My name is Allison Field, and I'm the director of government relations and communications for the Western Canadian Short Line Railway Association. Thanks so much for having us. We really appreciate being here.
Western Canada has 86% of the total field crop acreage in Canada. That gives you an idea of how much we produce here in terms of grain, and we're growing constantly. The grain we grow and the oil and propane resources we extract in western Canada need to move. As 2013-14 and this past year of 2016-17 indicated, our current transportation network can't manage the load. We need to start thinking more creatively as a nation to better use our transportation system so that we can be competitive on the world stage.
I'm not sure how familiar everyone is with short-line railways, so I'll just give you a little five-minute intro. I'll take you back to the 1990s. There was a lot of deregulation going on, and CN and CP decided to divest themselves of their less profitable lines. That left the western Canadian provinces in quite a bind. In Saskatchewan, for example, that meant losing 30% of our rail network. Farmers, small businesses and RMs were panicking. They decided they needed to do something, so they banded together and bought the short-line railways. They bought the short-line railways first and learned how to run the railways second, so that was quite the undertaking.
Now fast-forward 25 years. All of our 17 member short-lines are still viable enterprises. We have 70 businesses built on our lines. We employ over 200 people. We move about 20,000 cars a year. It's a really fantastic western Canadian success story in a lot of ways.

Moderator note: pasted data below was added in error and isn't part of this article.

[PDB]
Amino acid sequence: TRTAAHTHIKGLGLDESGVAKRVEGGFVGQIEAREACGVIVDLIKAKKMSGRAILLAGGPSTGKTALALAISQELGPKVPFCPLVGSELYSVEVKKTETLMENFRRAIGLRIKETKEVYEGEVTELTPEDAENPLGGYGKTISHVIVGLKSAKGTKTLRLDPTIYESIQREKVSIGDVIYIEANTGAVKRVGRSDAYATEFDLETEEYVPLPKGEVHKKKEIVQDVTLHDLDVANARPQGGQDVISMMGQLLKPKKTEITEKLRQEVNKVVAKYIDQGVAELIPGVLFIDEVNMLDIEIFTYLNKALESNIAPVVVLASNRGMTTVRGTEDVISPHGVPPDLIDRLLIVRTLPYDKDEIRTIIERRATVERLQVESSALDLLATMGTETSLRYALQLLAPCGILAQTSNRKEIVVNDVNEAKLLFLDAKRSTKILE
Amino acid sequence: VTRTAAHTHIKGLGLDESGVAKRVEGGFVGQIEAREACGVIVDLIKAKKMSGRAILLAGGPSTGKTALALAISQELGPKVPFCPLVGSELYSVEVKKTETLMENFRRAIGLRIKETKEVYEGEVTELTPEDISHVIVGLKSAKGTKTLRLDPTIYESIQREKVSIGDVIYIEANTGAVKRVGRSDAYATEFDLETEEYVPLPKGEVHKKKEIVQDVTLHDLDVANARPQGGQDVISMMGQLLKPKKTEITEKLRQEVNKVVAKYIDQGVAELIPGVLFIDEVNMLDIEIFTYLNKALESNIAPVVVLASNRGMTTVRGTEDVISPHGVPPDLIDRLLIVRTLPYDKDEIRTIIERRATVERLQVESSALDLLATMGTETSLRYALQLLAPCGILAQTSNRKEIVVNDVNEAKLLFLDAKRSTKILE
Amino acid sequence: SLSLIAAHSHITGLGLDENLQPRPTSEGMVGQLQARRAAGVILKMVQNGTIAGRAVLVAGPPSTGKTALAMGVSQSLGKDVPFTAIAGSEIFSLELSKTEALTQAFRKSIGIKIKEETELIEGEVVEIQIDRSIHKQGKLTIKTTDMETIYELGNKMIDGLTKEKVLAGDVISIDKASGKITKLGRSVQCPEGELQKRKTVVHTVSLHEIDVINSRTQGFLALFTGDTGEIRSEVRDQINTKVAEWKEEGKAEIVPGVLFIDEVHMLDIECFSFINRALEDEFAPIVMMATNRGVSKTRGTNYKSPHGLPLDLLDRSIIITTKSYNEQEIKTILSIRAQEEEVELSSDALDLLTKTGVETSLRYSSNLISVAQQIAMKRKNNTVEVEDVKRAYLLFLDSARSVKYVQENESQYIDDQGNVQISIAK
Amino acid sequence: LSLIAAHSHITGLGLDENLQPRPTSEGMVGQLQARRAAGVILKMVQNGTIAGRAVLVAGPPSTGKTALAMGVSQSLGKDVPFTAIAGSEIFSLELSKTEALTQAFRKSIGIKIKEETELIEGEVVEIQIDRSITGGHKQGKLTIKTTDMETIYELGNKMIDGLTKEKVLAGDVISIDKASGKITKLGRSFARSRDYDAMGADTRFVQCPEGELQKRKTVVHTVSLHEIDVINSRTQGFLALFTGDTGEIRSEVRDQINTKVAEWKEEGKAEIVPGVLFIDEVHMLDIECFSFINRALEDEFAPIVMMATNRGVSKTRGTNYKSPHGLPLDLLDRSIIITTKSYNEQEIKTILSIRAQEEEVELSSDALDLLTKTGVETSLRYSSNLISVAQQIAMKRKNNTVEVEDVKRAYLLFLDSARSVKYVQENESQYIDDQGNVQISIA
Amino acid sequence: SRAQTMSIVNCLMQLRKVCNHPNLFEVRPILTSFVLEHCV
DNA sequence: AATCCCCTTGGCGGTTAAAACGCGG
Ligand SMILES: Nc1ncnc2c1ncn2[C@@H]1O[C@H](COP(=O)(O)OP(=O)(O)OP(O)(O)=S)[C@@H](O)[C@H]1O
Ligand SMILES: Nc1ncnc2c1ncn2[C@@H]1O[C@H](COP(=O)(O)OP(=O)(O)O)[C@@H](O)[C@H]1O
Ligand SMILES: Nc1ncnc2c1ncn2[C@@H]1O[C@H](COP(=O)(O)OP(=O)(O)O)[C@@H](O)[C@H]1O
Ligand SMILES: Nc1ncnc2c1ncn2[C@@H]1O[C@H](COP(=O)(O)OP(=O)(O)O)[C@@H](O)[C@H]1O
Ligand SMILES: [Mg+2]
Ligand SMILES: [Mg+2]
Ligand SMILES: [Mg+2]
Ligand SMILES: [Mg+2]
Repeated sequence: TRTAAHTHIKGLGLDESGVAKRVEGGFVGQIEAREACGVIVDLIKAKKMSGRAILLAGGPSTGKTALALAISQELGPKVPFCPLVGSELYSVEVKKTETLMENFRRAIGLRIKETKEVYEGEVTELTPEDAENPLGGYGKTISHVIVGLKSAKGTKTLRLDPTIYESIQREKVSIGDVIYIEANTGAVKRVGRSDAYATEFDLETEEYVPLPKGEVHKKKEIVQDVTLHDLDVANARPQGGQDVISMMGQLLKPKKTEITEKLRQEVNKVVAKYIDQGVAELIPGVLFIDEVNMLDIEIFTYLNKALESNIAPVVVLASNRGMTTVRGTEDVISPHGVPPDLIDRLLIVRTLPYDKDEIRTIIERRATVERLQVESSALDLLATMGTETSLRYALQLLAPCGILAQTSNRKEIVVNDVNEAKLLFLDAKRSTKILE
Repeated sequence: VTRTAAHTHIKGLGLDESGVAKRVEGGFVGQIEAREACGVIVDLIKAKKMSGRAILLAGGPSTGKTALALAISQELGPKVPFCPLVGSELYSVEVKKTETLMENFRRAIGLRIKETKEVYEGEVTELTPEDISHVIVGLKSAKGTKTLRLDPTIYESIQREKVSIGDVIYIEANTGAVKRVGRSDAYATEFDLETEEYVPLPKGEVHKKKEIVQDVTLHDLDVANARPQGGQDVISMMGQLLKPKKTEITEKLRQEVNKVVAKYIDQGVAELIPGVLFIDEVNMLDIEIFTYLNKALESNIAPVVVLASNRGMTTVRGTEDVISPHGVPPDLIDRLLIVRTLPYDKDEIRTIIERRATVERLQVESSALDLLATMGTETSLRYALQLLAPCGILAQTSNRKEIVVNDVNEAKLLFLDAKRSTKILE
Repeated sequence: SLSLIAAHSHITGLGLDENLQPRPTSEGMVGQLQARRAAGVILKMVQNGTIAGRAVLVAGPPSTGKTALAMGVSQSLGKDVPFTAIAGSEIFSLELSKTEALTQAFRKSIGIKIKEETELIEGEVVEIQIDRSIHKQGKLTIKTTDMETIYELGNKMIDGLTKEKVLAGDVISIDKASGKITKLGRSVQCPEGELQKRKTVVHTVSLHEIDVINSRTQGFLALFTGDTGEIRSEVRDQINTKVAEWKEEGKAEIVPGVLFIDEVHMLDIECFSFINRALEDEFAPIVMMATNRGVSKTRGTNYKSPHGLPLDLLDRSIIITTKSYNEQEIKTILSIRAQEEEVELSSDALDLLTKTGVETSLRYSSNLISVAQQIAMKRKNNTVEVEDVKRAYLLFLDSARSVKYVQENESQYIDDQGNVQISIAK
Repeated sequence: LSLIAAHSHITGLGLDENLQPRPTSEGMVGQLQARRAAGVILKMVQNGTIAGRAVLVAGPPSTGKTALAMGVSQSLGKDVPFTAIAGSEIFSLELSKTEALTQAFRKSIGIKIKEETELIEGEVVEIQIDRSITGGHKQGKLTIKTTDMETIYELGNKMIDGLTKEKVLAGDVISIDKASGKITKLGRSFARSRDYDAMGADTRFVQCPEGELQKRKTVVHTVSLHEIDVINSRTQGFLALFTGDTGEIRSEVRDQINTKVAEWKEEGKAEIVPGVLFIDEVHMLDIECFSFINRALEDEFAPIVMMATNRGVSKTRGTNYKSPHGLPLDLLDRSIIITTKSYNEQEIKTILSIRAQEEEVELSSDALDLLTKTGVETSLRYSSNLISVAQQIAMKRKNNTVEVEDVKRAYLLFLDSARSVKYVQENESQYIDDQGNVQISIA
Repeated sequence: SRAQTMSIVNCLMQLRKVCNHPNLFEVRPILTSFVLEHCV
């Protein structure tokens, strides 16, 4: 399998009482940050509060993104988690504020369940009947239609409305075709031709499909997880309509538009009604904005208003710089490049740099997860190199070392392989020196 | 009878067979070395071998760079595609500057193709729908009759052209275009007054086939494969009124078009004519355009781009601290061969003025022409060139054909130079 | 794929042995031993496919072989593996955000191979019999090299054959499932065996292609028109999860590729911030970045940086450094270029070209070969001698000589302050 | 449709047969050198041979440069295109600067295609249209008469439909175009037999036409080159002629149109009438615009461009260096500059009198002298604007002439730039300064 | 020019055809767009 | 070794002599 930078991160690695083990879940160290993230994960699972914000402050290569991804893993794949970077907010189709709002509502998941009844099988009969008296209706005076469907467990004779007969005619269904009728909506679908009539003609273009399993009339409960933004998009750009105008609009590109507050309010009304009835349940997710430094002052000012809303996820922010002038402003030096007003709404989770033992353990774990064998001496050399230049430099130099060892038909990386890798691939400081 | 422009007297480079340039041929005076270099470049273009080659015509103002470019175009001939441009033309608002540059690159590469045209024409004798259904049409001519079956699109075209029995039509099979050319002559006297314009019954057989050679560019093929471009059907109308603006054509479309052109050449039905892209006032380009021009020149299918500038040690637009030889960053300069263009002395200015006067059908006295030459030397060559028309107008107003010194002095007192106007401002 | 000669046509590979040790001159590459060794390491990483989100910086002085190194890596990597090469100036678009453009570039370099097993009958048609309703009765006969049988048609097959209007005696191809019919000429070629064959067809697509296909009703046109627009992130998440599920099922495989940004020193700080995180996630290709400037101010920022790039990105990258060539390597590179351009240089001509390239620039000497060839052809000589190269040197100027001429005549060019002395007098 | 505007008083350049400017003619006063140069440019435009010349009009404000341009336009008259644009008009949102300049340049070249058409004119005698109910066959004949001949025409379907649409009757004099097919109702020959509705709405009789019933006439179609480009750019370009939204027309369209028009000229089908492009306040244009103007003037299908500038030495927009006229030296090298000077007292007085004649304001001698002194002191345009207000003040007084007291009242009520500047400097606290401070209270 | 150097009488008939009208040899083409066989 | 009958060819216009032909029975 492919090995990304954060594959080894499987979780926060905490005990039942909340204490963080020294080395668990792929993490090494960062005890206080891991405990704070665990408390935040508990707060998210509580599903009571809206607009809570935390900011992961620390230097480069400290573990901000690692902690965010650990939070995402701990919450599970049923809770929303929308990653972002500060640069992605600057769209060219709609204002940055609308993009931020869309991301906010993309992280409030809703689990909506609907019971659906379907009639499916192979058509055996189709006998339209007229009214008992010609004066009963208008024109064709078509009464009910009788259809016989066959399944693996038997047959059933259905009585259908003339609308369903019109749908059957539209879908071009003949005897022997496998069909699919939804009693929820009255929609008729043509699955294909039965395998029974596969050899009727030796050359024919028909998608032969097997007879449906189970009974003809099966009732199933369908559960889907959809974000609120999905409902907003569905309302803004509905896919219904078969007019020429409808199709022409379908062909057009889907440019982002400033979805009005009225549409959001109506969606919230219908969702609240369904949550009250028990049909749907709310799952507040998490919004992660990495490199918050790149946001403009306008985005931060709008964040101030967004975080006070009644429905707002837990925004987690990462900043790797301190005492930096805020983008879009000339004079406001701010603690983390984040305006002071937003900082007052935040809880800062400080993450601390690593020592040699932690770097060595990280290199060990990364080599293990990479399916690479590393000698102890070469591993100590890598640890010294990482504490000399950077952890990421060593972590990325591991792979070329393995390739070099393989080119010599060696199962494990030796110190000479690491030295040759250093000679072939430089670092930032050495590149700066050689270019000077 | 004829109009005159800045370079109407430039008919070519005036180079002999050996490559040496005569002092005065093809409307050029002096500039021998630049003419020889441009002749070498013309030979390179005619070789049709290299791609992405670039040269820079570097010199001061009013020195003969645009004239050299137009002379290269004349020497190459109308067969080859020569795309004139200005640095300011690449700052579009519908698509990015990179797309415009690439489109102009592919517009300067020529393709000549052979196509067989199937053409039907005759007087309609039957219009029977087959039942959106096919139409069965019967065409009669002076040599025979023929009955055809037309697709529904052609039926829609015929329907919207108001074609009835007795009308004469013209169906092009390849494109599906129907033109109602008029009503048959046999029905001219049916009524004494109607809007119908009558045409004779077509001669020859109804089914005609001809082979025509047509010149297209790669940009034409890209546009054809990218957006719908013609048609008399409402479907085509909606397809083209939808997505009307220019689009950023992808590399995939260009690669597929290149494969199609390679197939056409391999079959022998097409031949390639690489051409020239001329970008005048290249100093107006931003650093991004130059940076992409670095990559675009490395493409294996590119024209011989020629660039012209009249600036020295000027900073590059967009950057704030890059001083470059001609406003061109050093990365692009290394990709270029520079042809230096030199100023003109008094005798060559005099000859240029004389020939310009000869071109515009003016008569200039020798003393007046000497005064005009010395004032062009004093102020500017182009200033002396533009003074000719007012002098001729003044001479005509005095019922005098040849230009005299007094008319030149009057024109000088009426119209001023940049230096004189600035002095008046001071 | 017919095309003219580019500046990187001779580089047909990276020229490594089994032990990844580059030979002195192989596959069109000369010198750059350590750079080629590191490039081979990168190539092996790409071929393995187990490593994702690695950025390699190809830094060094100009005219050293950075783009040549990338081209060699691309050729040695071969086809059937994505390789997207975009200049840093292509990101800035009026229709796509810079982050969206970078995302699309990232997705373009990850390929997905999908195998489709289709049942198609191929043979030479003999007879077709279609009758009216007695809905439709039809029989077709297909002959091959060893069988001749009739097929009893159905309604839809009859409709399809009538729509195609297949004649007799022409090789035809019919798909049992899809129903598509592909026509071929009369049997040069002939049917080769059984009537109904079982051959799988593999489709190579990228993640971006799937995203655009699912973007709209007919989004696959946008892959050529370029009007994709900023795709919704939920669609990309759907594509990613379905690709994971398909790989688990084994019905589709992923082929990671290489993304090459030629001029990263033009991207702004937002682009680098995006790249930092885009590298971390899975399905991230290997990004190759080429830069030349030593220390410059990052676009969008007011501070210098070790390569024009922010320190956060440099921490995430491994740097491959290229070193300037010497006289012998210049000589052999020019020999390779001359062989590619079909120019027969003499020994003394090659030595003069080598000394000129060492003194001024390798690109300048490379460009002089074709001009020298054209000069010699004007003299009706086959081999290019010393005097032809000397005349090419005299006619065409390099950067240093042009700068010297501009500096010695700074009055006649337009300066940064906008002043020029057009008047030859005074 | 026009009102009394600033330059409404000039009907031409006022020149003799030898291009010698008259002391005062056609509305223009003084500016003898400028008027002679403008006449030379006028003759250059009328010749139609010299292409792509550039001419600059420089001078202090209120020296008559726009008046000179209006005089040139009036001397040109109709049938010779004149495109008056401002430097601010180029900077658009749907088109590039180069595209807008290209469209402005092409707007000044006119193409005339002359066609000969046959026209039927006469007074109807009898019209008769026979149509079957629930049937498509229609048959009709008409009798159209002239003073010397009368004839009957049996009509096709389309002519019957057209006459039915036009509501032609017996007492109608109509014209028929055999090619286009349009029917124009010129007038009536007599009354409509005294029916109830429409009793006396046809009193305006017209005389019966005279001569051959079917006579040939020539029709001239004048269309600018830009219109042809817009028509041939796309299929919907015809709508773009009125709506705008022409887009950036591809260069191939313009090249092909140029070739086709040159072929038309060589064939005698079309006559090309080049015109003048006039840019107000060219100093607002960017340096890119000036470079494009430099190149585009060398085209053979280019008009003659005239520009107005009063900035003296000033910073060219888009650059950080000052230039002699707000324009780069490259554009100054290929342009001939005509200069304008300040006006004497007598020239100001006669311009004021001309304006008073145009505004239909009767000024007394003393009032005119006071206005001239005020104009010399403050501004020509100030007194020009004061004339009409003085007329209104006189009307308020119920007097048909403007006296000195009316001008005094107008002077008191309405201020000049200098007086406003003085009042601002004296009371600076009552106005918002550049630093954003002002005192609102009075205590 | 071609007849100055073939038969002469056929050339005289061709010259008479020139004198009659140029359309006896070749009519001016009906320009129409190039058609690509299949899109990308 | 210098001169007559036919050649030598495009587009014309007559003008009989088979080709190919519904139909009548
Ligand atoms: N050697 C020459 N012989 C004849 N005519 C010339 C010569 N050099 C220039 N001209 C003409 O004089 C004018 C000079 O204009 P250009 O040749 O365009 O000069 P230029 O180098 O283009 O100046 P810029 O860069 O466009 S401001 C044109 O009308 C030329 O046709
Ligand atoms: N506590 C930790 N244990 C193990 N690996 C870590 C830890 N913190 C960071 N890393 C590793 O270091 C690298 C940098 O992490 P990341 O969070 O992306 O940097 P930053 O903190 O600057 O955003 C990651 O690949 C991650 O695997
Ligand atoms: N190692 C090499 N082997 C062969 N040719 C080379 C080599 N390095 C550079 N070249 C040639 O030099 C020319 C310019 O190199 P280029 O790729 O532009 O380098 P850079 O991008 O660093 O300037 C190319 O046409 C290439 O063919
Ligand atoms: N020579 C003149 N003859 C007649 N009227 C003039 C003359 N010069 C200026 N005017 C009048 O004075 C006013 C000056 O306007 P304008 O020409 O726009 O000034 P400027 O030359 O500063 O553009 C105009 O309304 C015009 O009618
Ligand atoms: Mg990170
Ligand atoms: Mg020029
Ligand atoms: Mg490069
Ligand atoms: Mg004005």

While I wish I were just here to brag, but not everything, unfortunately, is rainbows and unicorns. We used to move 40,000 cars a year. Our dream, or what we'd really like to do, is to become a very useful partner to the class 1s like the short-lines are in the U.S. In the U.S. they're used as feeder networks, really active feeder networks, to CN and CP, the main lines that are kind of like the superhighways to ports or to the U.S.
That's what we really want to be. To get there, we desperately need a large investment in infrastructure. When we took over those lines, you have to remember that CN and CP were getting rid of them. They hadn't been maintaining them like you would something you were going to be using for years and years. We didn't really know what we were taking on, because we weren't railroaders.
We've been band-aiding those lines for 25 years. Now we're getting to the point where it's preventing us from taking on new business. Our speeds are limited. Our train lengths are limited. Our train frequencies are limited. We have to stop work to do a lot of repairs. We're in a kind of catch-22 at the moment in terms of our infrastructure.